Non-significant intention–behavior effects in educational technology acceptance: A case of competing cognitive scripts?
Originally Published In
Computers in Human Behavior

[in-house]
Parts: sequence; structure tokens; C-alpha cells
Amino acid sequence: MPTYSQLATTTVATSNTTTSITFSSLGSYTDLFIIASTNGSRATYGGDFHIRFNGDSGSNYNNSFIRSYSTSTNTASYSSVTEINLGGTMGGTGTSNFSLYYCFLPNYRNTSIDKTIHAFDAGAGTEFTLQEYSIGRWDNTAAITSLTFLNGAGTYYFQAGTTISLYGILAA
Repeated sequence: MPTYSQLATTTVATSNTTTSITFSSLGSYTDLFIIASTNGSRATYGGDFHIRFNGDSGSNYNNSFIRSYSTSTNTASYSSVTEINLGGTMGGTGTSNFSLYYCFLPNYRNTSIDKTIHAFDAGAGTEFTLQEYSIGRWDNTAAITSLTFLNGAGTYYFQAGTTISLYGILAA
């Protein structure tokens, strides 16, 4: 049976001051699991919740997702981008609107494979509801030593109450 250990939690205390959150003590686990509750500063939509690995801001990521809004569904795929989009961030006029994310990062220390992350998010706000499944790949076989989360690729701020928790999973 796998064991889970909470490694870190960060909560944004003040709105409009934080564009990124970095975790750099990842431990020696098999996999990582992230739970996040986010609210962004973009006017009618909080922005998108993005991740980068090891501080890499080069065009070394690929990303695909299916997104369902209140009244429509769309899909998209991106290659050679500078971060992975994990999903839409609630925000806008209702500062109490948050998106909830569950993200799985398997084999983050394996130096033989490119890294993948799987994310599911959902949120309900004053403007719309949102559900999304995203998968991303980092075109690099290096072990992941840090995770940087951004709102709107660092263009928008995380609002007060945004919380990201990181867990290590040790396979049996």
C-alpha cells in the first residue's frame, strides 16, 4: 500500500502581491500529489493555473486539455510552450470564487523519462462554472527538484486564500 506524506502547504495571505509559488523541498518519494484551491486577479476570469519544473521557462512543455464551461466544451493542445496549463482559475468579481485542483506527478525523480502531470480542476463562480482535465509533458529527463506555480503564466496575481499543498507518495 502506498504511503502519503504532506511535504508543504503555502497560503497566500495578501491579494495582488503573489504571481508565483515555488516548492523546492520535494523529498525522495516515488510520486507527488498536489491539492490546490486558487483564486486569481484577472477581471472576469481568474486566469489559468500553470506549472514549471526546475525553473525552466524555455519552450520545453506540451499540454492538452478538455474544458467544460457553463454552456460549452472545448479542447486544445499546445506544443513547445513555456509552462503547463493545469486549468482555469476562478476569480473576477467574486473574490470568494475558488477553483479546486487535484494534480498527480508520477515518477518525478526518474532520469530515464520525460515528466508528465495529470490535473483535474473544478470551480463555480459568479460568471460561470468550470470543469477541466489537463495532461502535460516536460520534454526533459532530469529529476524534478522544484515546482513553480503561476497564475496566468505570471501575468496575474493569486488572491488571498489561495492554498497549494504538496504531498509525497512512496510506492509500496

Current technology acceptance research insufficiently considers complex educational settings. Recent research in educational technology acceptance has found weak or non-significant intention–behavior effects. To understand this finding, this paper presents a learning scripts approach to acceptance. A mixed methods approach is used to examine the intention–behavior effect in the context of informal learning in the workplace, focusing on the use of a virtual community of practice (vCoP) where participants share knowledge about the technical use of a software used in daily work tasks. Alternatively, users can access expert knowledge by contacting a Help Desk. As expected, the quantitative results show that the participants develop an intention to use the vCoP, however this intention has a limited effect on the actual vCoP use behavior. Qualitative results reveal that users have two cognitive scripts: an acceptance script, resulting in intention formation, and a help-seeking script, a well-established script in users which is leading them away from the technology and toward alternative help-seeking strategies. The help-seeking script is therefore interfering with the acceptance script, thus explaining weak or non-significant intention–behavior effects. Further research is needed to explore additional scripts that play a role in educational technology acceptance.